Sunday, November 30, 2008

Flashback 2004: Art Laffer denies the housing bubble

Exactly four years ago today, Art Laffer, one of the founders of the quack economic theory of supply-side economics, denied the existence of the housing bubble:
The price of housing is one of those topics that grabs just about everyone’s attention. In fact, if it hadn’t been for the presidential election squeezing other topics of interest off center stage in recent months, there would have been a lot more focus on what’s been happening with the housing market. Yet, in spite of the near monopoly of politics on the media’s attention span, there still have been quite a few reports and news articles covering the virtually unabated rise in housing prices. And these stories—some of which border at times on panic—almost all invoke the word “bubble.”

A closer investigation of these alarming reports reveals that many are unsubstantiated or based on logic that is faulty. Bubbles very well may “carry the seeds of their own destruction,” but from our standpoint there is no bubble. When viewed properly, the data do not show housing to be overpriced.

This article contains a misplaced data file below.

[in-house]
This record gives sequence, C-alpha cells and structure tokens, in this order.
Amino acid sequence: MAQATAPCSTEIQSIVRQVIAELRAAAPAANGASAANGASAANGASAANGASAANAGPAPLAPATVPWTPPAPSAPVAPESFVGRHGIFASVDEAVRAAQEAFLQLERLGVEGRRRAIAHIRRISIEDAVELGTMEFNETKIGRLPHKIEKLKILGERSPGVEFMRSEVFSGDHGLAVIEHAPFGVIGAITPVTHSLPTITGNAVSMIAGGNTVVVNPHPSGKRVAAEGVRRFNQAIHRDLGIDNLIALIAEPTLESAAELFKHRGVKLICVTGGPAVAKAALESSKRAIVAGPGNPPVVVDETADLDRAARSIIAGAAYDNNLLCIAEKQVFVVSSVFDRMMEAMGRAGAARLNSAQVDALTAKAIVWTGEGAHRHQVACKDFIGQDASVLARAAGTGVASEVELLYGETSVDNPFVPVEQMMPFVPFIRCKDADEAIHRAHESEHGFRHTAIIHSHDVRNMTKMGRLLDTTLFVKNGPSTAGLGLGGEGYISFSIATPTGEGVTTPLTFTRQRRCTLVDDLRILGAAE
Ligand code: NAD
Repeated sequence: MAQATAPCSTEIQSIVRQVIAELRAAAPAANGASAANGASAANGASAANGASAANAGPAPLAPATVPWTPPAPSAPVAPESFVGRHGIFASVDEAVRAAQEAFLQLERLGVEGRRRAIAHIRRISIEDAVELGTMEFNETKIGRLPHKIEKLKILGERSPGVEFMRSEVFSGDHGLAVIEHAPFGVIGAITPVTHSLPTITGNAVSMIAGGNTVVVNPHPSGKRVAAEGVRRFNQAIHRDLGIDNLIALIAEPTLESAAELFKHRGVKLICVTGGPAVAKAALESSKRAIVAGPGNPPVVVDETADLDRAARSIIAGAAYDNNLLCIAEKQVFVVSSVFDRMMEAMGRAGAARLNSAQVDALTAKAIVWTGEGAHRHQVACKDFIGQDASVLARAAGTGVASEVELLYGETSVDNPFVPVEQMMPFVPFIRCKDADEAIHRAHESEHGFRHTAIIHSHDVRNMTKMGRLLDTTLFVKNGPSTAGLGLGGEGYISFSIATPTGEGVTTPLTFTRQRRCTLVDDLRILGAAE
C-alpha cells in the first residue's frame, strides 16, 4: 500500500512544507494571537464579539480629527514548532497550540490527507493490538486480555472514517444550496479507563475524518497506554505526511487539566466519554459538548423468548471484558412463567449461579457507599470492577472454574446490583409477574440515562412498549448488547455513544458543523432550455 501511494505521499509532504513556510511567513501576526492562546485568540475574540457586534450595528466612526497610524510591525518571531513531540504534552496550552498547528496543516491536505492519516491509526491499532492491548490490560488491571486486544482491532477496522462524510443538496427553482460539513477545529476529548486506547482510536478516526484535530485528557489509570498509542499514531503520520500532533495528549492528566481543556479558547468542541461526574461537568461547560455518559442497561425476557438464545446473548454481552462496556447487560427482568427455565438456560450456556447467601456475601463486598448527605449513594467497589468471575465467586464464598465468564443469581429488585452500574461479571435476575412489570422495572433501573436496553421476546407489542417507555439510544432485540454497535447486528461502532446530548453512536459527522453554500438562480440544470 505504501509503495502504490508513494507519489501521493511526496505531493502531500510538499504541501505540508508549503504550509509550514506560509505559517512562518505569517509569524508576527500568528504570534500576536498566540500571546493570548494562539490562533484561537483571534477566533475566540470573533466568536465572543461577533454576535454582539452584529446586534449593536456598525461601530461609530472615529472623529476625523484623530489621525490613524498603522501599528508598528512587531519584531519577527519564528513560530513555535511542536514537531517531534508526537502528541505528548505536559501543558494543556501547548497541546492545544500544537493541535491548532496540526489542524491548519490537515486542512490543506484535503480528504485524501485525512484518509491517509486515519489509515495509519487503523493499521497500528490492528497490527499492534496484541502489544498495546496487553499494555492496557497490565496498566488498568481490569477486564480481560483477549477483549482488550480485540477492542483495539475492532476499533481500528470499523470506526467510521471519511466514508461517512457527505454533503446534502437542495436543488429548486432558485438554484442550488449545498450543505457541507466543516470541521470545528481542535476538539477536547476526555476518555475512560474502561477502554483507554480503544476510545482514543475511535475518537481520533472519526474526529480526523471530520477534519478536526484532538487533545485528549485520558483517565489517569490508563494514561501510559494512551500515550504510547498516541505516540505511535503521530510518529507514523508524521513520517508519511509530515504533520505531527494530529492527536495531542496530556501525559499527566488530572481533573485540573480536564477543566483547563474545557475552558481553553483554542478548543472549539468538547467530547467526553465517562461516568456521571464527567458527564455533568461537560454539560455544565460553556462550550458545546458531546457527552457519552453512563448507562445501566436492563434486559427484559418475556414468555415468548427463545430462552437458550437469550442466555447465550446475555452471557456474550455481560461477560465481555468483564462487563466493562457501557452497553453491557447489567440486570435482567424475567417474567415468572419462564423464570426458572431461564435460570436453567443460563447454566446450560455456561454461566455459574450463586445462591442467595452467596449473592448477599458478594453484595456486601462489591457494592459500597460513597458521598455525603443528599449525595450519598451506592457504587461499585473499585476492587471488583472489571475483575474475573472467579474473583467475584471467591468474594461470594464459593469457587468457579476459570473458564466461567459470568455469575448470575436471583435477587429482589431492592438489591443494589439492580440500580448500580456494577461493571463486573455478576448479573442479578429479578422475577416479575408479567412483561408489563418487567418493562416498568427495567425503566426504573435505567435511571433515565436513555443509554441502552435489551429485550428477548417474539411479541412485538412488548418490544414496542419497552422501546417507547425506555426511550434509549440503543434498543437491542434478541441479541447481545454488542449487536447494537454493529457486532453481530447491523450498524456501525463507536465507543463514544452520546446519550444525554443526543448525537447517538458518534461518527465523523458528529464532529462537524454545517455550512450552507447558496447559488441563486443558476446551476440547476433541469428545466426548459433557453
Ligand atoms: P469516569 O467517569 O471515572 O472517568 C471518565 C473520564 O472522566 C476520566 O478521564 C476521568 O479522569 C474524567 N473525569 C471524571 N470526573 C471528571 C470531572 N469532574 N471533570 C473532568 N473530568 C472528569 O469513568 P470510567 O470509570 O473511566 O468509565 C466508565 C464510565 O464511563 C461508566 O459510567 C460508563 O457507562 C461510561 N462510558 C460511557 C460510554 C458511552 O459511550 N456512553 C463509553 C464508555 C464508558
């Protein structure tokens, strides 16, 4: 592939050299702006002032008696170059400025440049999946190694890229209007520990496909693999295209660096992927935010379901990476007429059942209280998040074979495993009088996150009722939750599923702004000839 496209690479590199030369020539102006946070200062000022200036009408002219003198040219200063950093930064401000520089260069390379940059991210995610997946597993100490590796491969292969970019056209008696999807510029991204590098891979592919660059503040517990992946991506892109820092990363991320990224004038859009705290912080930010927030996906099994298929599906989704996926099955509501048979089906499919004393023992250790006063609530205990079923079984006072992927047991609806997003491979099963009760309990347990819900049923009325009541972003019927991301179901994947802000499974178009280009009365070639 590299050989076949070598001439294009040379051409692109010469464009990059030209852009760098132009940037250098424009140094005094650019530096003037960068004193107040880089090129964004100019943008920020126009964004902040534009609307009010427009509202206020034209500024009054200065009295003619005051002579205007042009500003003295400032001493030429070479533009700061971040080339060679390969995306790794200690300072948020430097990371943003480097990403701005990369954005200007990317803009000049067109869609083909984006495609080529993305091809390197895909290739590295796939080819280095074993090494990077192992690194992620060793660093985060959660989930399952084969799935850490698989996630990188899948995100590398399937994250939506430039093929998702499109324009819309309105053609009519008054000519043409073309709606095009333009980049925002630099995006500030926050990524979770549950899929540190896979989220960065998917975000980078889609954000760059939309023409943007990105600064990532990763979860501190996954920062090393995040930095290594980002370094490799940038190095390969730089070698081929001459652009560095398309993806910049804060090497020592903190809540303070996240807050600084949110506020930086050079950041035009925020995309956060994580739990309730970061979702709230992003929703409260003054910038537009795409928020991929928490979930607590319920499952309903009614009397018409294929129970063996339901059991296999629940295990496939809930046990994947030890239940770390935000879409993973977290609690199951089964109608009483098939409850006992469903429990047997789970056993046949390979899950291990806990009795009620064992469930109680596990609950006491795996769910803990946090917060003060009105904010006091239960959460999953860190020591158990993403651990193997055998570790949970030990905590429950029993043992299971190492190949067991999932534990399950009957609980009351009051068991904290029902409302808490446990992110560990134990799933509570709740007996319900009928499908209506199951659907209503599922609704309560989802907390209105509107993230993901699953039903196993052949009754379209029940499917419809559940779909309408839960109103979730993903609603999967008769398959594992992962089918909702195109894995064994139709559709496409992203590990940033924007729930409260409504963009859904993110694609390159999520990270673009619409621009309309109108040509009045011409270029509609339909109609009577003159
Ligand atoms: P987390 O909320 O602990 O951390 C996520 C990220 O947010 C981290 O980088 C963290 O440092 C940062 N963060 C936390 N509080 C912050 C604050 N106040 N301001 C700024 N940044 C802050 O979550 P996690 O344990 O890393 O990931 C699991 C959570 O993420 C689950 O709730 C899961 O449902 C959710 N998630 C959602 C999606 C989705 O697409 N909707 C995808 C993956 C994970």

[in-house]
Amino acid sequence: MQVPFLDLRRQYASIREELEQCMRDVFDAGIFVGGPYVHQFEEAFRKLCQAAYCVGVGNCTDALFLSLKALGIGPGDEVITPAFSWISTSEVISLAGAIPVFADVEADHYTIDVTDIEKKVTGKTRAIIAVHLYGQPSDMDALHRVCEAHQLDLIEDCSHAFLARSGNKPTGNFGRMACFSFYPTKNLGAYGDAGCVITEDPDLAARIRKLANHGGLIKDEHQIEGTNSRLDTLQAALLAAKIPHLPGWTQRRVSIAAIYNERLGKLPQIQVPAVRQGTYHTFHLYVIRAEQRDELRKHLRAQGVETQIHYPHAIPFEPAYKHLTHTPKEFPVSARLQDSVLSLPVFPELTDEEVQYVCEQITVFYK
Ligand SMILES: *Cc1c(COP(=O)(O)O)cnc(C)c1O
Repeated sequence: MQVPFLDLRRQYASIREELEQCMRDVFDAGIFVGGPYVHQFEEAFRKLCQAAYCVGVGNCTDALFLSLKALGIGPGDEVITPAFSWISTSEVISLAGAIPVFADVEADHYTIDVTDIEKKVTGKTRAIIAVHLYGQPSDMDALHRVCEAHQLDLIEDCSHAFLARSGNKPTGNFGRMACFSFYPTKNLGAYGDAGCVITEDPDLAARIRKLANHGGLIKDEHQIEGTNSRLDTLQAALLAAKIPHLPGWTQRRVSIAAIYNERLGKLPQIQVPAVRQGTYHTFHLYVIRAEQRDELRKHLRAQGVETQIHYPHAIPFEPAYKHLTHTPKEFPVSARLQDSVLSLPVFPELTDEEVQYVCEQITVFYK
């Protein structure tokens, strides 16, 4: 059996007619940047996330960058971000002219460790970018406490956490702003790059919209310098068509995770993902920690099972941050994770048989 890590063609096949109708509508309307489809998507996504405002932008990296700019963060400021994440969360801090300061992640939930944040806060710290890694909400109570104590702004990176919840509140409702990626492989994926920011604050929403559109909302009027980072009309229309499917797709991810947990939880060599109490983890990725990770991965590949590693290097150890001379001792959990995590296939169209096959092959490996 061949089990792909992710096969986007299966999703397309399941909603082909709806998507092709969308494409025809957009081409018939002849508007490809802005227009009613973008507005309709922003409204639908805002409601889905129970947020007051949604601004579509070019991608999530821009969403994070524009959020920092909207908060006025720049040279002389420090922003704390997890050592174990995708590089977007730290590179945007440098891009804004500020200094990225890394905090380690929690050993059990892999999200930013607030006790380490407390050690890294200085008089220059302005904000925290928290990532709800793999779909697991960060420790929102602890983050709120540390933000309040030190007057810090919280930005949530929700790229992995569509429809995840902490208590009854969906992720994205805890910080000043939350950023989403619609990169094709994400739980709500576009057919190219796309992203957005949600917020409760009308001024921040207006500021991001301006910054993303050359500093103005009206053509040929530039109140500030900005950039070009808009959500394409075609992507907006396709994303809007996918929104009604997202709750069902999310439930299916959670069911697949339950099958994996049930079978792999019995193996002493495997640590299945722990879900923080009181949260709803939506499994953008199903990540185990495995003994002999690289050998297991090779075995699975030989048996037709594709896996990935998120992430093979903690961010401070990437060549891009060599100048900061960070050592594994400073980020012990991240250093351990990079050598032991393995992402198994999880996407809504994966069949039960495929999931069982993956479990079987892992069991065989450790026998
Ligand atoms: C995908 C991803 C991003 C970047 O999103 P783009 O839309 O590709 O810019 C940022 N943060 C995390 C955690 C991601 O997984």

1. Look at how technology companies made up close to 35% of the S&P 500 capitalization back early 2000. Look at how the median house was 5 times annual household income back in early 2006. Look at the S&P 500 P/E ratio from 2000 to 2006. Look at the average dividend yield for the S&P 500 in the 1950's to 1970's to the 1980's to present day.

    Look at the fundamentals now.

    There are still many areas to be affected such as the San Francisco area housing market.

  2. One of us should take it upon ourselves to attempt to contact these famous bubble deniers of yore. I'd love to hear their newest pseudo-intellectual babble on why the sky isn't obviously blue.

  3. Yeah, Lance tell us how you were wrong. I know your there, and i'm still here too

  4. I particularly like the part where Laffer says one shouldn't compare the income from an asset to its price when determining whether the price is reasonable.

    I'll sum up his entire hogwash argument: because monthly payments were super low (due to negative amortization, pick a pay, no doc loans which are conveniently not mentioned as being the sole reason for such super low payments) and people could "afford" them, there can't be a house price bubble.

    Of course this completely ignores the unsustainability of the mortgage products being used or the abnorally low rates, and ignores the fact that temporary affordability doesn't = prices are good. Maybe he doesn't realize a car dealer can fit any monthly payment you desire so long as the term is stretched out far enough.

    I can't believe people with such idiotic views are paid money for them.